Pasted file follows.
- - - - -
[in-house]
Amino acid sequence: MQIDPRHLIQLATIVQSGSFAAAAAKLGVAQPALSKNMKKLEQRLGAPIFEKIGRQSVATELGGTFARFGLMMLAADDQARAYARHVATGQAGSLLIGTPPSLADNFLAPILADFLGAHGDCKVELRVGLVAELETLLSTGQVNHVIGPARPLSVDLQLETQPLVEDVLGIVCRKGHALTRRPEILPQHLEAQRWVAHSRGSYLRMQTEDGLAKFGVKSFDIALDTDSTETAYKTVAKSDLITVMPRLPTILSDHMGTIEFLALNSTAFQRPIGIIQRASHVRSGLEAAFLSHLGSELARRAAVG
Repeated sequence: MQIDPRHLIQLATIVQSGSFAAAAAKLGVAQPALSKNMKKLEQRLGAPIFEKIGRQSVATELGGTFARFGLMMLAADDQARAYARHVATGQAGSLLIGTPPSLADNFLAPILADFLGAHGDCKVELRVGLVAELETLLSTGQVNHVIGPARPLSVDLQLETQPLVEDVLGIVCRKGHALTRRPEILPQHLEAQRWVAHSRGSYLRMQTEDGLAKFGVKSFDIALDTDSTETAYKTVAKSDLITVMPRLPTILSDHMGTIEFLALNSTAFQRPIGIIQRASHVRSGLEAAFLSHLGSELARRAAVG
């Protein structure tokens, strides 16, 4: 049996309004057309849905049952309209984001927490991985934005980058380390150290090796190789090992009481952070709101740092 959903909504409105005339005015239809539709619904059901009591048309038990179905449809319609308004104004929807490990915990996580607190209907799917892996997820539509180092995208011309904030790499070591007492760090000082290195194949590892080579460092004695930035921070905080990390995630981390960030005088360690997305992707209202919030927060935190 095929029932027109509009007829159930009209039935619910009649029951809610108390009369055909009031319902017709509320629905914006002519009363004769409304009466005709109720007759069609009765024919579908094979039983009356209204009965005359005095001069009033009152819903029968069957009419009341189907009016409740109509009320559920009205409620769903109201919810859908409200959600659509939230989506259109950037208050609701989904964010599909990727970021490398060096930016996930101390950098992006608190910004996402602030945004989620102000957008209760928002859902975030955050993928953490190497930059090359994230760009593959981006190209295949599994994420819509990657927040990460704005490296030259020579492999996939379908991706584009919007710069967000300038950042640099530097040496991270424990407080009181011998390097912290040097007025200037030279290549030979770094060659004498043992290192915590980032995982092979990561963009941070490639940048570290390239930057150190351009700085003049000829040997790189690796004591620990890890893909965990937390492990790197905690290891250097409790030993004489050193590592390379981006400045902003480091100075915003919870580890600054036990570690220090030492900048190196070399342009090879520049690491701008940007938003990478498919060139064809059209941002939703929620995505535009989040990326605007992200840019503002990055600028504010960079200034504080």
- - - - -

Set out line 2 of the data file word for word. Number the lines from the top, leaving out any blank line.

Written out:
Amino acid sequence: MQIDPRHLIQLATIVQSGSFAAAAAKLGVAQPALSKNMKKLEQRLGAPIFEKIGRQSVATELGGTFARFGLMMLAADDQARAYARHVATGQAGSLLIGTPPSLADNFLAPILADFLGAHGDCKVELRVGLVAELETLLSTGQVNHVIGPARPLSVDLQLETQPLVEDVLGIVCRKGHALTRRPEILPQHLEAQRWVAHSRGSYLRMQTEDGLAKFGVKSFDIALDTDSTETAYKTVAKSDLITVMPRLPTILSDHMGTIEFLALNSTAFQRPIGIIQRASHVRSGLEAAFLSHLGSELARRAAVG